Loving Our Somali Neighbor

On October 28th, Calvary Community church in St. Cloud hosted a one-day conference on how the church can better engage and love our Somali neighbors. The event was a collaborative effort between Transform Minnesota, Arrive Ministries, and the St. Cloud Evangelical Network for Transformation (SENT Network). Through various panel discussions and seminars, those present heard from a wide variety of individuals involved in Somali communities including Karen who works within Somali ministry, David Pestel from Arrive Ministries, and Ed and Joy Loewen who joined us from Winnipeg. Each offered a unique perspective on connecting with Somalis with greater cultural compassion and awareness.

For You Yourselves Were Foreigners

Karen shared about her time in Somalia. She drew attention to family dynamics, particularly how families invest in their young children and the garnered value and respect for their elderly. She discussed Somali tribe mentality, no longer government regulated, but through a familial and cultural lens. She also offered contextualization for the Hijab and how its meaning has changed over the centuries from that of a traditional headscarf on the seventh day after a woman’s marriage, to a cultural and symbolic boundary set from within to maintain and preserve modesty.[pullquote2 style=”left” quote=”dark”]”Listening conveys love.” [/pullquote2]Karen noted that she appreciates when she feels the church reach out to the Somali community. It is crucial, she added, to recognize that in assimilating to American culture, Somalis have had to let go of a lot of things and have been asked to hold onto some new things. Lastly Karen said that over the years she has learned that “listening conveys love”, and encouraged those interested in Somali ministry to listen carefully to the stories of others.

Cultural Dos and Don’ts

To better demonstrate cultural pitfalls, David Pestel engaged the audience in interactive role playing. After demonstrating how not to visit a Somali neighbor, he spent time brainstorming with the audience on ways to be winsome and welcoming. He covered speaking tones, greetings, body language, posture and conversation topics. Other areas of sensitivity included cross gender contact and dietary restrictions.  He encouraged those gathered to be intentional with questions and mindful of culturally inappropriate topics or western clothing choices. Perhaps most importantly, David reminded the audience that beyond education and being polite, we need to proceed prayerfully: “I do not need to be concerned when I go visit my Somali neighbor because God has me covered. I’m good; He is guiding so I can go beyond a polite ‘Welcome to the neighborhood’; I can pray for them and be present with them.” [pullquote2 style=”left” quote=”dark”]”I can go beyond a polite ‘Welcome to the neighborhood’; I can pray for them and be present with them.” [/pullquote2]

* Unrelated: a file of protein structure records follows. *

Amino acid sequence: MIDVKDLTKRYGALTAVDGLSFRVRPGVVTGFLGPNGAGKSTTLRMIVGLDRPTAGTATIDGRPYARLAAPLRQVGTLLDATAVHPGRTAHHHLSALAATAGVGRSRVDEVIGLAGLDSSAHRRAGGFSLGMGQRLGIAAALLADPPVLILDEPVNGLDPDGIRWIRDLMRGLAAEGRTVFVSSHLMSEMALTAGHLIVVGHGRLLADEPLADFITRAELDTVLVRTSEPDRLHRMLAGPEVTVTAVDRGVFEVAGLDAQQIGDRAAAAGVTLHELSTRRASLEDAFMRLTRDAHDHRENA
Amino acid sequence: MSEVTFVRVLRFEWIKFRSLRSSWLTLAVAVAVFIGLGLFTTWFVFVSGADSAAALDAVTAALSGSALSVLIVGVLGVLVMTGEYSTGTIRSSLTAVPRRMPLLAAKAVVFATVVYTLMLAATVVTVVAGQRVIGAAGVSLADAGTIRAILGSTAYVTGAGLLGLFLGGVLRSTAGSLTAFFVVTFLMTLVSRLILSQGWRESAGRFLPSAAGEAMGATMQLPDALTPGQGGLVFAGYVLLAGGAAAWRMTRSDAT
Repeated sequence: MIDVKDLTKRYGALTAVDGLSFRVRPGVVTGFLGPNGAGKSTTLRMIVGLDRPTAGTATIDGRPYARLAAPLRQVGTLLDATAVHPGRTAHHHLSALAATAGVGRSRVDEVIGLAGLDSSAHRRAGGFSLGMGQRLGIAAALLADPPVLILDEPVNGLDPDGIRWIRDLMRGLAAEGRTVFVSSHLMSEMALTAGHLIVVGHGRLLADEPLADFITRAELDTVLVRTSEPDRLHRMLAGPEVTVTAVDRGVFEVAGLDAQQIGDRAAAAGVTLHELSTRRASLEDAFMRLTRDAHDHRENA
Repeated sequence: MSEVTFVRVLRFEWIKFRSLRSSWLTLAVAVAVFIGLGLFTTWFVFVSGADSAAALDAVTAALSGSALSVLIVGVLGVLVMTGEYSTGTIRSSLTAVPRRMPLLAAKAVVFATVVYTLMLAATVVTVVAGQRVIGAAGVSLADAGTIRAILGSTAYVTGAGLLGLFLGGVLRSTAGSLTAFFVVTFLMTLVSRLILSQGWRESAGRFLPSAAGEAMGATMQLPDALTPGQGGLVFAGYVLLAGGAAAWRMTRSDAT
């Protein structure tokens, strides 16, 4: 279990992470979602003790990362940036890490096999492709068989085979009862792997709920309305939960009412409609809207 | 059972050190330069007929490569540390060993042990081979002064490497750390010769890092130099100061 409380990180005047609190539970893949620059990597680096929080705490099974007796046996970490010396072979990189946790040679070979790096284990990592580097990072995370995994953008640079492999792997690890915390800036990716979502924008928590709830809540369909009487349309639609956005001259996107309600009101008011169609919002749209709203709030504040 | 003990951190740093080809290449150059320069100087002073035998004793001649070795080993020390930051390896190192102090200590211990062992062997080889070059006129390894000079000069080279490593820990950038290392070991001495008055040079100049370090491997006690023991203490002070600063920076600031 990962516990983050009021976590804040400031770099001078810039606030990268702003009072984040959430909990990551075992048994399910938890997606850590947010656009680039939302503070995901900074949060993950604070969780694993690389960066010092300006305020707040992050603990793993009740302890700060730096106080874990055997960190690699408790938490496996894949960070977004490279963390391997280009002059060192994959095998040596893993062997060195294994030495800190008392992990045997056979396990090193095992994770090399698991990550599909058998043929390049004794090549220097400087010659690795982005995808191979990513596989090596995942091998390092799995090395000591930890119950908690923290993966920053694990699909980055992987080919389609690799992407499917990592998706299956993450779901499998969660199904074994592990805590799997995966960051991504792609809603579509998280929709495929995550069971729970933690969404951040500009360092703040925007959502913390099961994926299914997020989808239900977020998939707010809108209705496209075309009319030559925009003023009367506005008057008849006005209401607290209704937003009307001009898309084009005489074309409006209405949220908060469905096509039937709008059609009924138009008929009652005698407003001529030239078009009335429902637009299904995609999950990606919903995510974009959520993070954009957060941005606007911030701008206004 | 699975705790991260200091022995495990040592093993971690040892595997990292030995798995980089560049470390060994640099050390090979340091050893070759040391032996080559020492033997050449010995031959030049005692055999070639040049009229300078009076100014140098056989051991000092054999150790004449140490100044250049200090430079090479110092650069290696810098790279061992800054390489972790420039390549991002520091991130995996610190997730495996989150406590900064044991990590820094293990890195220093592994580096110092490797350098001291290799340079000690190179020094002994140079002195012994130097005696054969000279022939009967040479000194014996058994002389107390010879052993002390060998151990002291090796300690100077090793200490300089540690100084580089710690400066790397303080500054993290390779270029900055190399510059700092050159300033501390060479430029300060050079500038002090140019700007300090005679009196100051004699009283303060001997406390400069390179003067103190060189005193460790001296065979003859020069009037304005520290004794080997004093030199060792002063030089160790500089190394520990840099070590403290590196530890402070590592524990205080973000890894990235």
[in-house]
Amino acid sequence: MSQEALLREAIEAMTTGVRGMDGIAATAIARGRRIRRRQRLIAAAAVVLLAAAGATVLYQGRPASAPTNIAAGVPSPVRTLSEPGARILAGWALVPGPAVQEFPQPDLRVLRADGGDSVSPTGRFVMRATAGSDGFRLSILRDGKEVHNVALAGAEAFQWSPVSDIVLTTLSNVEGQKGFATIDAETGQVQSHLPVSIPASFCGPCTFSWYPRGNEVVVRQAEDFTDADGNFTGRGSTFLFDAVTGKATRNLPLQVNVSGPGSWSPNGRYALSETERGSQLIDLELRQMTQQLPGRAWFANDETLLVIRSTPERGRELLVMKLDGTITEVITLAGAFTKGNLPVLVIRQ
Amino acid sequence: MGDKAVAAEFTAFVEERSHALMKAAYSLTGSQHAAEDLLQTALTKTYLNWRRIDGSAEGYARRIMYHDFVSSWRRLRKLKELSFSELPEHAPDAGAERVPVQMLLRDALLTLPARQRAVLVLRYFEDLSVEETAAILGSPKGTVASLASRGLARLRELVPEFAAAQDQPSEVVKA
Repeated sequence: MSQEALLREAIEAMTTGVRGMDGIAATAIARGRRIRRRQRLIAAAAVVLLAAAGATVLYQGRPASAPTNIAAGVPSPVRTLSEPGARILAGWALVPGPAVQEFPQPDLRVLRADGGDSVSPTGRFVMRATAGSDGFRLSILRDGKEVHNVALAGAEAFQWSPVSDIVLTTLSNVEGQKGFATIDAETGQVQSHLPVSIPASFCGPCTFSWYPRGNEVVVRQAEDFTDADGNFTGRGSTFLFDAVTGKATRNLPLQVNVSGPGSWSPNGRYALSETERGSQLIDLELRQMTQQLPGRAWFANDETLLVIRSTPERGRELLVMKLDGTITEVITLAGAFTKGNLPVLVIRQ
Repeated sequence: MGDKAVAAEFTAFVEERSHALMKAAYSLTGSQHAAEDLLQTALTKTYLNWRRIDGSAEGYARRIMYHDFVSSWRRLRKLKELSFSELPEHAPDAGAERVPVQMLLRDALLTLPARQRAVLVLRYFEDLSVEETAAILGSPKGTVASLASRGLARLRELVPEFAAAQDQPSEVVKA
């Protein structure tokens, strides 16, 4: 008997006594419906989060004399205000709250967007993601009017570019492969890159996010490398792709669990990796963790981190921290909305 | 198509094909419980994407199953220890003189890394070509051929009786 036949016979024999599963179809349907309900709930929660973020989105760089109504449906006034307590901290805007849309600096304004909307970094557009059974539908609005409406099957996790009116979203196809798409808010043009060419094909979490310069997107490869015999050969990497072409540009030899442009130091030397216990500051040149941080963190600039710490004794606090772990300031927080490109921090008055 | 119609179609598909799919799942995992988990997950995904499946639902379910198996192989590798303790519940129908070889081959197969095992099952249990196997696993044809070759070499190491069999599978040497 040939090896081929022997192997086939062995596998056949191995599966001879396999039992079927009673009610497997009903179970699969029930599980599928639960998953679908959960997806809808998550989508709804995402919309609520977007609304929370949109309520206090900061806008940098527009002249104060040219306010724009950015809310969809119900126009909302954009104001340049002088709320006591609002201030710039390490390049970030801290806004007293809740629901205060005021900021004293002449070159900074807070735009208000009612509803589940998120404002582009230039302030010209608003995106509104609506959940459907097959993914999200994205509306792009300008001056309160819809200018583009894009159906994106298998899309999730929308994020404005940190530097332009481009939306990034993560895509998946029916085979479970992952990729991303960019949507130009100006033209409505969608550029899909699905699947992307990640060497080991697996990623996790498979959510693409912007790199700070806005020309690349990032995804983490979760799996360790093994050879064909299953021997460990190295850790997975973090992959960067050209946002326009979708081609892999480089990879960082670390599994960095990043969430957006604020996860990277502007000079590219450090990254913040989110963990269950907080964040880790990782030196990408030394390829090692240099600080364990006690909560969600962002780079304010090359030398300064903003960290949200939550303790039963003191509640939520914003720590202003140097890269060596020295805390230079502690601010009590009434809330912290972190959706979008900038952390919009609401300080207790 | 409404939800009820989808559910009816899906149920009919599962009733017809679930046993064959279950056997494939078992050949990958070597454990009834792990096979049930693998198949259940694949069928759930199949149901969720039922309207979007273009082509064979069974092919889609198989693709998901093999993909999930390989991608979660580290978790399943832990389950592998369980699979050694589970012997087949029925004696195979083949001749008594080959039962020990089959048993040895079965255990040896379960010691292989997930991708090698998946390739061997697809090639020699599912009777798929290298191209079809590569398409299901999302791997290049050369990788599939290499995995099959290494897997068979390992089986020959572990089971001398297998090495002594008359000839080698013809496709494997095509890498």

Clothing Yourself with Compassion and Kindness

Ed and Joy Loewen spoke on their individual yet combined Somali ministry efforts. These include Joy’s mentoring of others interesting in reaching Somalis, and her relationships with individual Somali women. Ed spoke on English as a Second Language (ESL), Somali Adult Literacy Training (SALT), his All Nation’s Sports Club, and various forms of mall and food court evangelism. Joy shared that the most important component of her desire to minister to Somalis was her transition from Islamophobia and xenophobia to compassion: “part of the problem is that we do not have conversations about our fears”.  She advocated for involvement in one of the many pre-existing Somali ministries or for offering the simple, kind, and welcoming words: “I’m really happy you are here.” [pullquote2 style=”left” quote=”dark”]”I’m really happy you are here.” [/pullquote2]

Ed shared the importance of involvement with Somali youth, and the impact this has on the parents and their ability to trust and grow in relationships with the Church. He also clarified the difference between a refugee and an asylum seeker. Refugees are often in camps for an average of seventeen years until they are approved to travel to the United States. Asylum seekers, on the other hand, have risked sojourning to a different country in the hopes of applying for asylum upon arrival. Arrive Ministries, Central MN YFC and SENT, among others, are all working to engage and welcome Somalis in the St. Cloud community. Executive Director of Arrive, Bob Oehrig, moderated a panel showcasing the different ways to build friendships and get connected with Somalis, including ESL, sports, and hospitality. As a resettlement organization, Arrive has resettled 11,000 refugees in the Twin Cities and beyond.